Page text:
Oracle Corporation et al v. SAP AG et al

Filing 819

Declaration of Tharan Gregory Lanier in Support of 818 Reply in Support of Defendants' Motion for Partial Summary Judgment (FILED PURSUANT TO D.I. 810) filed by SAP AG, SAP America Inc, Tomorrownow Inc. (Attachments: # 1 Exhibit 1, # 2 Exhibit 2, # 3 Exhibit 3, # 4 Exhibit 4, # 5 Exhibit 5, # 6 Exhibit 6, # 7 Exhibit 7, # 8 Exhibit 8, # 9 Exhibit 9, # 10 Exhibit 10, # 11 Exhibit 11, # 12 Exhibit 12, # 13 Exhibit 13, # 14 Exhibit 14, # 15 Exhibit 15, # 16 Exhibit 16, # 17 Exhibit 17, # 18 Exhibit 18, # 19 Exhibit 19, # 20 Exhibit 20, # 21 Exhibit 21, # 22 Exhibit 22, # 23 Exhibit 23, # 24 Exhibit 24, # 25 Exhibit 25, # 26 Exhibit 26, # 27 Exhibit 27, # 28 Exhibit 28, # 29 Exhibit 29, # 30 Exhibit 30, # 31 Exhibit 31, # 32 Exhibit 32, # 33 Exhibit 33, # 34 Exhibit 34)(Related document(s) 810 ) (Froyd, Jane) (Filed on 8/27/2010) Modified on 8/30/2010 (vlk, COURT STAFF).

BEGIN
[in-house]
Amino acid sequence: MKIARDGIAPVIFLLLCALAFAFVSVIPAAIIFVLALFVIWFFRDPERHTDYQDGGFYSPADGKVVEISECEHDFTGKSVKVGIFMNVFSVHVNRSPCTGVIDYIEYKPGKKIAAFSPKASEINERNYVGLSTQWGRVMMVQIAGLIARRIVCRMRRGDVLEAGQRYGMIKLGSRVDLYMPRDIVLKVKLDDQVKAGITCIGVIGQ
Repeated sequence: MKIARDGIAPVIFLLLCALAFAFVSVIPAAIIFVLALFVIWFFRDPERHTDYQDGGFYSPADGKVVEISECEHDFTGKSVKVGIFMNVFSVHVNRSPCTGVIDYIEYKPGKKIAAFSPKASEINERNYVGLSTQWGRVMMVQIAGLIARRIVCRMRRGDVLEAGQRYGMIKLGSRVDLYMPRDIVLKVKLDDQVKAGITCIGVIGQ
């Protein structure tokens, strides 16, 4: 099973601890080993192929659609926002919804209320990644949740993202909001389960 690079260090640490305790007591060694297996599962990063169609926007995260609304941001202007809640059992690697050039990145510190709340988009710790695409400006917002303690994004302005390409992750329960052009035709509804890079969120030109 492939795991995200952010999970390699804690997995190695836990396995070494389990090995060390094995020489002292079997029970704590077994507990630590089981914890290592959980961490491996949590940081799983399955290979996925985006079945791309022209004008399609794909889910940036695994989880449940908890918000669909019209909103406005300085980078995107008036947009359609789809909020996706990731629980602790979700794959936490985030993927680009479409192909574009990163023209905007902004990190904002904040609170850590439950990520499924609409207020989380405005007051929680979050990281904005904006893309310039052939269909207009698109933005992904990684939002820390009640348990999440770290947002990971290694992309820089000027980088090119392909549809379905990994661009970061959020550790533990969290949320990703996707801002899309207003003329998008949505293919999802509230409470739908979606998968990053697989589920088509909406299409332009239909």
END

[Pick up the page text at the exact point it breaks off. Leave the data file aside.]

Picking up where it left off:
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Oracle Corporation et al v. SAP AG et al Doc. 819 Att. 33 EXHIBIT 33 Dockets.Justia.com PATRYCOPY 22:129 6 Patry on Copyright 22:129 Page 1 Patry on Copyright Database updated March 2010 Chapter 22. Remedies VI. Monetary Damages B. Legislative History References 22:129. Defendant's profits--Value of the use and saved acquisition costs as profits--An end run around the statute--The Second Circuit: Business Trends and Davis West's Key Number Digest West's Key Number Digest, Copyrights and Intellectual Property 87(1) Two decisions in the Second Circuit address Deltak: Business Trends Analysts Inc. v. Freedonia Group, Inc, [1] and Davis v. Gap, Inc.[2] We take up Business Trends first. Business Trends, like Deltak, involved a plaintiff who was disqualified from statutory damages pursuant to section 412, and who failed to prove actual damages.[3] Defendant did, though, make profits from sales of infringing copies, unlike the defendant in Deltak. The sales were of two types. First, the defendant made sales of $9,745, from which $5,665 in expenses were deducted, leaving $4,079 in net profits. Second, in order to try to gain market share, defendant made 37 sales at the steeply discounted price of $150, for gross revenues of $5,550. The trial court, however, following Deltak, found "inferentially" that defendant had a "noncash" profit from the effort to gain market share, which the court described as a "value of use." The market value of defendant's work was $1,500; the court then oddly deducted the $150 price that the copies were actually sold at, equaling $1,350, which was then multiplied by 37 ($49,950), to which was added the first category of net profits ($4,079), for a total of $54,029.[4] The correct amount should have been $4,079 plus the $150 37 ($5,550), minus the cost deductions from the $5,550.[5] The award of noncash profits was novel, to say the least, and quite an extension of Deltak. The award bore no resemblance to that in Deltak and was instead form of supposed goodwill realized from the effort to create market share from selling a product at an extremely low price. It is, therefore, inaccurate to describe Business Trends as a "value of the use" case, if by that term one refers to a "cash" award based on money saved by infringing rather than negotiating with the copyright owner. Despite the clear differences, the court of appeals took Deltak on: We decline to adopt Deltak's approach ... Defendant no more priced the [plaintiff's] study and then decided to copy than a purse-snatcher decided to forego negotiations. [Plaintiff] did not, because of the infringe- 2010 Thomson Reuters. No Claim to Orig. US Gov. Works. PATRYCOPY 22:129 6 Patry on Copyright 22:129 Page 2 ment, lose sales that it would have made to [defendant], and Codefendant did not save money that it would have paid to plaintiff for copies of the ... study. Moreover, the market value of the infringed study seems an anomalous measure of the value of the use in the amount of saved acquisition cost because that market value is in large part based in the good will attributed to the copyright plaintiffs trademark. In both Deltak and the instant case, the last thing the infringers wanted to buy and to sell was the actual material produced by their competitors under their competitors' name. We see no room for such a speculative and artificial measure of damages under Section 504(b). The language of the provision speaks of "actual damages suffered by" the infringed party. That is hardly a reasonable description of the entirely hypothetical sales to [defendant] by lost [plaintiff]. Section 504(b) also authorizes damages for "profits of the infringer." True saved costs may well be counted as a gain in economic theory (although not by Deltak's market value test), but the statute has a more conventional view of profits in mind. [The statutory language] clearly indicates that Congress means "profits" in the lay sense of gross revenue less out-of-pocket costs, not the fictive purchase price that [defendant] hypothetically chose not to pay [plaintiff]. It is surely true that where an infringer such as [defendant] sells the offending publication at a nominal price, and there is no evidence of lost sales of the infringed publication, a conventional profits test may seem inadequate. Nevertheless, we believe we must follow the statutory scheme. Our difficulty with expanding upon the design of the statute to remedy the seeming inadequacy derives not from a truncated sense of justice but from our conviction that Congress quite consciously limited the remedies available under Section 504(b).[6] Business Trends is a refreshing example of judicial restraint. Following Business Trends, a number of other courts cast doubt on Deltak.[7] The next significant look at Deltak came in Judge Leval's 2001 opinion, Davis v. Gap, Inc.[8] In Davis, plaintiff was the creator of what was described as "nonfunctional jewelry worn over the eyes in the manner of eyeglasses."[9] Defendant Gap did a fashion shoot consisting of people wearing Gap clothing in which the individuals depicted chose their own jewelry. One individual wore a pair of plaintiff's "art." The only licensing fee for a similar use was $50.[10] No statutory damages were available. The trial court rejected plaintiff's claim for $2.5 million in lost licensing fees as actual damages as speculative and foreclosed in any event by Business Trends.[11] It also found that plaintiff failed to establish a causal connection between the infringement and Gap's profits.[12] The court of appeals affirmed the profits holding, but reversed the damages holding, while agreeing that the $2.5 million sought was "wildly inflated."[13] The district court was apparently of the opinion that Business Trends had foreclosed the award of the reasonable value of a license as plaintiff's actual damages.[14] This was, as Judge Leval pointed out, a misreading of Business Trends. Business Trends, in fact, affirmed the cash award portion of the trial court's ruling, vacating only the award based on a purported noncash value. Business Trends, as described by Davis, addressed only "whether either the expenses saved by the infringer resulting from its decision to infringe rather than purchase or the goodwill the defendant generated by offering the infringing material to its customers at a greatly reduced price can be considered `infringer's profits' recoverable under 504(b) ..."[15] Davis, by contrast, addressed the question "whether the amount the owner failed to collect as a reasonable royalty or license fee could be considered as constituting the owner's actual dames under 504(a) and (b)."[16] The answer to that straightforward question should have been and was yes, if the evidence supported it.[17] 2010 Thomson Reuters. No Claim to Orig. US Gov. Works. PATRYCOPY 22:129 6 Patry on Copyright 22:129 Page 3 In other words, Business Trends involved lost licensing fees as part of defendant's profits, whereas Davis involved lost licensing fees as part of plaintiff's damages. If, as in Davis, these were no lost sales or lost opportunities to license to third parties, or diminution in the value of the copyright, and the only harm is plaintiff's failure to receive payment from defendant of the fair market value of a license from the use in question,[18] could that failure be considered damages to plaintiff rather than as in Deltak a gain to defendant? In answering that question affirmatively, Judge Leval pointed out: "The question is not what the owner would have charged, but rather what is the fair market value."[19] This, of course, requires plaintiff to show that the license had a fair market value, but if plaintiff meets that burden (as Davis had by demonstrating that he had previously licensed the same type of use for $50), there is, as Davis properly held, no reason not to permit as plaintiff's actual damages an award in that amount.[20] That amount will not be the highest use for which plaintiff might license, but rather the use actually made by defendant.[21] Deltak, by contrast, involved an award of defendant's profits, and under facts where plaintiff would not have licensed the use. In an extensive discussion of Deltak, Judge Leval did not depart from Business Trends' rejection of Deltak, but merely noted that the rejection did not foreclose an award of lost license fees as actual damages under facts which supported such damages (no matter how small). [FN1] Business Trends Analysts, Inc. v. Freedonia Group, Inc., 887 F.2d 399 (2d Cir. 1989). [FN2] On Davis v. The Gap, Inc., 246 F.3d 152 (2d Cir. 2001). [FN3] 887 F.2d at 402. [FN4] 887 F.2d at 402. [FN5] Both the trial courts and the court of appeals denied apportionment based on the presence of noninfringing elements. 887 F.2d at 407. [FN6] 887 F.2d at 405406. [FN7] See, e.g., Quinn v. City of Detroit, 23 F. Supp. 2d 741, 751 (E.D. Mich. 1998); Multitherm Corp. v. Fuhr, 1991 WL 146233 (E.D. Pa. 1991). But see Roeslin v. District of Columbia, 921 F. Supp. 793, 799800 (D.D.C. 1995). [FN8] Davis v. Gap, Inc., 246 F.3d 152 (2d Cir. 2001). [FN9] 246 F.3d at 156. [FN10] 246 F.3d at 157. [FN11] 246 F.3d at 159. [FN12] 246 F.3d at 159. [FN13] 246 F.3d at 161. [FN14] 246 F.3d at 161. 2010 Thomson Reuters. No Claim to Orig. US Gov. Works. PATRYCOPY 22:129 6 Patry on Copyright 22:129 Page 4 [FN15] 246 F.3d at 163. [FN16] 246 F.3d at 163. [FN17] See also Steven Greenberg Photography v. Matt Garrett's of Brockton, Inc., 816 F. Supp. 46, 49 (D. Mass. 1992) (where parties had negotiated a fee, that amount was awarded. The court therefore used "value of use's" to refer to lost fees to plaintiff and not as a benefit to defendant). [FN18] 246 F.3d at 164. [FN19] 246 F.3d at 166. [FN20] 246 F.3d at 166. See also Estate of Vane v. The Fair, Inc., 849 F.2d 186, 187 (5th Cir. 1988) (upholding trial court's award of an estimated $60,000 licensing fee as a "value of the use"); Mattel, Inc. v. Robarb's, Inc., 2001 WL 913894 (S.D. N.Y. 2001). [FN21] 246 F.3d at 166 n.5. Westlaw. 2010 Thomson Reuters. No Claim to Orig. U.S. Govt. Works. PATRYCOPY 22:129 END OF DOCUMENT 2010 Thomson Reuters. No Claim to Orig. US Gov. Works. PATRYCOPY 22:130 6 Patry on Copyright 22:130 Page 1 Patry on Copyright Database updated March 2010 William F. Patry Chapter 22. Remedies VI. Monetary Damages B. Legislative History References 22:130. Defendant's profits--Value of the use and saved acquisition costs as profits--A final word West's Key Number Digest West's Key Number Digest, Copyrights and Intellectual Property 87(1) As with any theory, a necessary threshold step is ensuring that the theory is being used consistently. For example, a description of Davis as employing a value-of-the-use approach is false if by value of the use one refers to the approach taken in Deltak. Davis is a traditional copyright opinion, holding that plaintiff's actual damages can include lost licensing to defendant and not just to third parties where the facts, as found in Davis, support past licensing of comparable uses. Deltak awarded alleged saved acquisition costs as defendant's profits, under facts where the copyrighted work had no value to defendant and the infringement resulted in no profits or actual damages, and where plaintiff would not have licensed the work to defendant. Deltak's view of value of the use is an aberration and should remain one. Westlaw. 2010 Thomson Reuters. No Claim to Orig. U.S. Govt. Works. PATRYCOPY 22:130 END OF DOCUMENT 2010 Thomson Reuters. No Claim to Orig. US Gov. Works.